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Homeschooling Year-Round

Should you follow the public school schedule or should you make your own? Many homeschoolers enjoy the freedom of not feeling tied down to a particular schedule but worry about whether their children will get enough academics at home. Is year-round school the best solution? The following discussion appeared on HomeschoolChristian.com's message boards.

Carolyn S. I planned to do year-round schooling. Then I found that I was the one who needed the break from school - not the kids. I remember when I was growing up just loving the summers because they lasted forever - I want my kids to do the same and be kids for as long as possible. I think because my son is sooo grown up in so very many ways that I don't want him dealing with academics all the time. I want him to just play. He would be a perfect unschooled kid. As long as there are things available he learns. Actually, there doesn't have to be anything available and he'll still find things to learn. He's told me he wants to become a librarian when he grows up because he wants to be surrounded by books! Ah, a child after my own heart! Anyway, for my family, game nights, lots of books and play take up our summers.

Lorissa: I was going to do the year round homeschooling. Then I realized I was nuts. I couldn't do it. Now I am not saying you shouldn't or that your nuts... What I am saying is don't plan it, just see what happens and if it happens then great and it if it doesn't then great!... Even when the kids are not staring at books or reports or papers they are still learning! We've been HS for 4 years and now everything is just done by feeling. Sometimes we go weeks doing work everyday and then one day we get devotions done and thats it. But it's a balance that you can feel after awhile. So just feel as you go and don't set any expectations other then doing what feels right.

Teri P. We do year-round school, and the kids prefer it. They got so bored with 9 weeks off in public school. This way, we take off when we want, and they can go see their father when it's convenient for him. They get bored after two weeks of no school, and both said they would rather do school year round and take more short breaks.

Wendy: We have always schooled year-round. We take off a whole month in June. We had 3.5 weeks in December. I will take 1 week off again here in the spring. We only school 4 days a week though. I'm going to keep track of how many days we school starting next year. I know that we do way more than public school.

Debi: We do year round but not three weeks on and one off. We take June off, and start in July, usually take a week here and there for VBS, a vacation or some other activity during the summer. We take a week off at Thanksgiving and four to five weeks off for Christmas. We take one to two weeks off at Easter. This gives us plenty of school days (min. of 180), and time for other days off as we decide we need or want them.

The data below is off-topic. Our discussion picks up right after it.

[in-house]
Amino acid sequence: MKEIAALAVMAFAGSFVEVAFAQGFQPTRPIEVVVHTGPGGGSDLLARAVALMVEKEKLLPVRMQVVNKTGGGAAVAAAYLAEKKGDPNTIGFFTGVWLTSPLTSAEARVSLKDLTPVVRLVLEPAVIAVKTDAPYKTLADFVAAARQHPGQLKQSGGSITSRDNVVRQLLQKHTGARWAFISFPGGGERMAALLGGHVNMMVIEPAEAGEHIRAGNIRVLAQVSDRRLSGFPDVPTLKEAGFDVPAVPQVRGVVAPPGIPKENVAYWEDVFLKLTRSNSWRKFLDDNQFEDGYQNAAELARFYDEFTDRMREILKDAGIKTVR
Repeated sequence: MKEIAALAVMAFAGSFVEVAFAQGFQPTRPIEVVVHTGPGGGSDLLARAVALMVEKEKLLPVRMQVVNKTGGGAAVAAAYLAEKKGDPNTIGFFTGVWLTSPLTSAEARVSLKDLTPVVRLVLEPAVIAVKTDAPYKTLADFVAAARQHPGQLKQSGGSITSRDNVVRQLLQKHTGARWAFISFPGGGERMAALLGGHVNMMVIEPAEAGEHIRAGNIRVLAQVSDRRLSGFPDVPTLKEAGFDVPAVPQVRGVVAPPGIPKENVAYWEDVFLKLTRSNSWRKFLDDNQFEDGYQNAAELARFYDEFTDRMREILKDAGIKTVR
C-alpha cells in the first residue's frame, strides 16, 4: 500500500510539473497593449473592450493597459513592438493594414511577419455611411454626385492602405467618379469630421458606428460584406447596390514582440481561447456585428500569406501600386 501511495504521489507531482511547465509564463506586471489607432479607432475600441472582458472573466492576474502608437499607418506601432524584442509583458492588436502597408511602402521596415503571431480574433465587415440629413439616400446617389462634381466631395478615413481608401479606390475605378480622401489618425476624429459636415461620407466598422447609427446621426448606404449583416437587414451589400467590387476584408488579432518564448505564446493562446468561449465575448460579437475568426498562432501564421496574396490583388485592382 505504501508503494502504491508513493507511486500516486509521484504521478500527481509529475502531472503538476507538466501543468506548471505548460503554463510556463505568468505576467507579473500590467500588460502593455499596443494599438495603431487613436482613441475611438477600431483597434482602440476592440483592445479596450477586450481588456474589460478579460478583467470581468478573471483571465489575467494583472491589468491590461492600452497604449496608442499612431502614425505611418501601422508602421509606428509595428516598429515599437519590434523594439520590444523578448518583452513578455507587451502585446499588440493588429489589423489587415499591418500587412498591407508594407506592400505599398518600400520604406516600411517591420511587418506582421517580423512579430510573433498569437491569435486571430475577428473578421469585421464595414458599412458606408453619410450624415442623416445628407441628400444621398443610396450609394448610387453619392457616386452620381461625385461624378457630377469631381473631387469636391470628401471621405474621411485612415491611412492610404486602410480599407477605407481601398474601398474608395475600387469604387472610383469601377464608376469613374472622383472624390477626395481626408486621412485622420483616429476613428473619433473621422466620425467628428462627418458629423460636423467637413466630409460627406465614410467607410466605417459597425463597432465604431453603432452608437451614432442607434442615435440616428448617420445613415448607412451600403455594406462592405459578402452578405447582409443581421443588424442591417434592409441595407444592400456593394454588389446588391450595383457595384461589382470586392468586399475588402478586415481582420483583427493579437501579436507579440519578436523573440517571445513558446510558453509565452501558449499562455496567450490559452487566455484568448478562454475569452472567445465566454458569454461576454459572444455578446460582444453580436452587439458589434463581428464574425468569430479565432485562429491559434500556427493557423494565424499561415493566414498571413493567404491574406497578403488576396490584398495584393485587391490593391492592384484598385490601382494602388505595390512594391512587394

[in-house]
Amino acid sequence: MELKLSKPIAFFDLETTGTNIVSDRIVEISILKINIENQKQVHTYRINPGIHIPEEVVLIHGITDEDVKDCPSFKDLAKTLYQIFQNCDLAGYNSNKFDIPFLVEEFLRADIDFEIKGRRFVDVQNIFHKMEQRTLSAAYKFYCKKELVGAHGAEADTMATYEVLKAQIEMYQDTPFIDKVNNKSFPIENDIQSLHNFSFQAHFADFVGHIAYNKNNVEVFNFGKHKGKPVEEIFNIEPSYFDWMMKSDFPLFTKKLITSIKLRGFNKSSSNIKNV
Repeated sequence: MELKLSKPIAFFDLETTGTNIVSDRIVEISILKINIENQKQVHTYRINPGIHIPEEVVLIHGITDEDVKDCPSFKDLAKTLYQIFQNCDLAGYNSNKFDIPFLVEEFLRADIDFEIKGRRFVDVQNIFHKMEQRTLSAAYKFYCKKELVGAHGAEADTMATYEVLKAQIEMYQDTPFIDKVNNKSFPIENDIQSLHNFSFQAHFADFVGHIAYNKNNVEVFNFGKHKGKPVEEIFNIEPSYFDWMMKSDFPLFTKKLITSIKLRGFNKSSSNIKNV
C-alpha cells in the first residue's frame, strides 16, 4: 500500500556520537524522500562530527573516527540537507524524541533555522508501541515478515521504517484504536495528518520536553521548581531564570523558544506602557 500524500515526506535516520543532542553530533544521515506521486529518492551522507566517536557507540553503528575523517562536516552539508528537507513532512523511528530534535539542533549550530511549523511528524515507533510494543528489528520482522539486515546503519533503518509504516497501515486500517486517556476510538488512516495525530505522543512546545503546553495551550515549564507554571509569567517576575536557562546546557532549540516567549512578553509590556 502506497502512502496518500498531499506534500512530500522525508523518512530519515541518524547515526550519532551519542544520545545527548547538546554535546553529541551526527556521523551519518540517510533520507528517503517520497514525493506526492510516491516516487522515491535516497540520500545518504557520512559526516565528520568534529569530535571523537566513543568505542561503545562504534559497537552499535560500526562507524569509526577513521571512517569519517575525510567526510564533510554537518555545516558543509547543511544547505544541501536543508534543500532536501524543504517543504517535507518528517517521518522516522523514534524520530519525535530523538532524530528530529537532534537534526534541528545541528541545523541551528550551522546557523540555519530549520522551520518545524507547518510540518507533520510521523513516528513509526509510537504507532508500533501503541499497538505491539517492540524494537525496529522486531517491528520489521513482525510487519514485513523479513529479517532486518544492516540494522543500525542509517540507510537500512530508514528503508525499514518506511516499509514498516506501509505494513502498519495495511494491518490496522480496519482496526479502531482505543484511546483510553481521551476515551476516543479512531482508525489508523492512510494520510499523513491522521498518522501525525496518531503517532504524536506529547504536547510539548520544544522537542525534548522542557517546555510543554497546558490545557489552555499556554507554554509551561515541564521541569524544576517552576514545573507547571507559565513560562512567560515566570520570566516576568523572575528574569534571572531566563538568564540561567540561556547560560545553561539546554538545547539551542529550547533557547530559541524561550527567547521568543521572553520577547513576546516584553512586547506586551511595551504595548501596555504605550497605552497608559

I really enjoy knowing that if we want a day off, we can take it. We finish our semester before Christmas break, which is a natural place to pause. If a day is particularly beautiful (early spring days) we can take it off and enjoy it.

The only drawback is beginning to show now that I have an older child. If you do a co-op class or other class situation, it does not go by our schedule. While he had Christmas break, he still had two weeks with his English Comp. class. When we finish our "school year" in May, he will still have English Comp. class till sometime in June.

DMX: We've always done year round. Year round came naturally to us. First, philosophically, it reinforces the idea of life-long learning and learning from all aspects of living. The biggest practical advantage is the flexibility it offers. There are times of the year that get especially hectic around here. We always shortened the days during the height of the little league season; around Christmas; etc. If he got burned out on math or Japanese, we'd take a couple weeks off. And we didn't hesitate to do in-depth projects that weren't exactly a 'balanced curriculum.'

I've loved working this way. So did my son until he began taking a few classes at the local high school where he learned that you're supposed to look forward to 'summers off.'

Barb: Year-round works great for us. I find that my daughters retain a lot more information and we don't have to do as much review work. We usually take about three weeks off at Christmas and it allows for vacation time, and other occasions when we may need to take a week off here and there for other reasons. This way I also don't feel guilty when relatives say they're coming for a visit. We can take that time off with short notice since we are usually well ahead of schedule. It's just nice to know you can be flexible and do whatever works best for your family.

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